Fox isn't going away though. In fact they've doubled down. More airtime, new personalities including the controversial Clay Travis, and new time slots.
ESPN's College Gameday is still the gold standard for pregame shows and ingrained into the culture of college football. Fox thinks they can carve out an audience regardless and also has their eyes on the afternoon and evening highlights focused hours which ESPN dominates as well.
This will be an uphill climb, but one Fox is committed to doing. This will be another key barometer to FS1's overall success.
30 For 30. Hard Knocks. 24/7. Those brands ring out, generate buzz, and bring in solid ratings.
I even suggested that it would be smart for FS1 to try to grab the rights to Hard Knocks given the built in audience the show has for the pure purpose of getting people familiar with the network and channel number (HBO recently reached an extension with NFL Films).
Currently documentaries don't seem to be a part of the FS1 playbook but will that change given the positive implications they often have for media brands regardless of the fact they are content loss leaders (meaning they often lose money). But will Fox begin to reinforce some of the live event programming they have with documentaries?
Peter Berg wanted to do a documentary series on Washington State football. No channel picked it up but would FS1 be open to it now given they have programming hours to fill and a long term agreement with the Pac 12? Would FS1 look to partner with NFL Films similar to NBCSN's partnership overseeing the production of Turning Point? Would they look to expand on Fox Soccer's Being: Liverpool series and launch a fresh documentary brand that way?
Some of this is wishful thinking but given the success HBO, ESPN, NFL Network and to a smaller degree NBCSN has had here, I don't think it's crazy to think FS1 will at least give the idea a hard look as they look to get on the radar with more sports fans.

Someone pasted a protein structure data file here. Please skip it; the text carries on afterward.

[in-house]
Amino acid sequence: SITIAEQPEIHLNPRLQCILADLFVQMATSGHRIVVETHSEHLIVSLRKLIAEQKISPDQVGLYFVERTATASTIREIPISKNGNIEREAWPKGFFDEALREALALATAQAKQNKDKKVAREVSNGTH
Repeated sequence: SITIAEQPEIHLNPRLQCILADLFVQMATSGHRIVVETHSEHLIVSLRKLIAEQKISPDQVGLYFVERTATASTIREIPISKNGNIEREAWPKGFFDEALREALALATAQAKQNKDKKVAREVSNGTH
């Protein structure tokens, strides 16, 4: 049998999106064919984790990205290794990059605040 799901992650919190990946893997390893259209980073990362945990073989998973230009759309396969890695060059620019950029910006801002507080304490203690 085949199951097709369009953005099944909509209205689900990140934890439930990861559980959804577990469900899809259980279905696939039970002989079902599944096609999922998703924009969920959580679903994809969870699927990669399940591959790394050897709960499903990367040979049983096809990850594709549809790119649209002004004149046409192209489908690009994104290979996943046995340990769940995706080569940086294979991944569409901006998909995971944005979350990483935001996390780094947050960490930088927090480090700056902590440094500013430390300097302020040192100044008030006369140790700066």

In a recent interview with Variety, I came away fairly impressed with the perspective and context that Fox Sports Media COO Eric Shanks shared on the launch and expectations. Some choice quotes:
"You hope (viewers) stick around a little bit longer for your news, if they like it. And then all of a sudden, maybe they start to remember your channel number.”
“Shit’s gonna go wrong. I’m prepared for shit to go wrong. People are going to critique. That’s just the nature of the beast."
“But you learn that you’re going to take it all in, and you’re going to listen to your talent (and) your producers. You’re going to listen to fans, to your own gut, and you’re going to make changes. But we are going to be very patient.”
Shit is definitely going to go wrong. I have no doubt as well. The million dollar question is just how quickly FS1 can improve in areas they fall short. How long of a leash will shows, personalties, and initiatives have if they under perform?
Is FS1 content to make small tweaks and hope that in a decade they've begun to close the gap on ESPN? Or will they try to "win often and lose quickly" making big changes swiftly as they see needed?
Shanks hinted towards patience. If ratings and critical reception don't live up to expectations, it will be interesting to see how much patience will be extended.
All in all, a lot of questions to what should be a memorable rookie campaign set to unfold in less than 24 hours.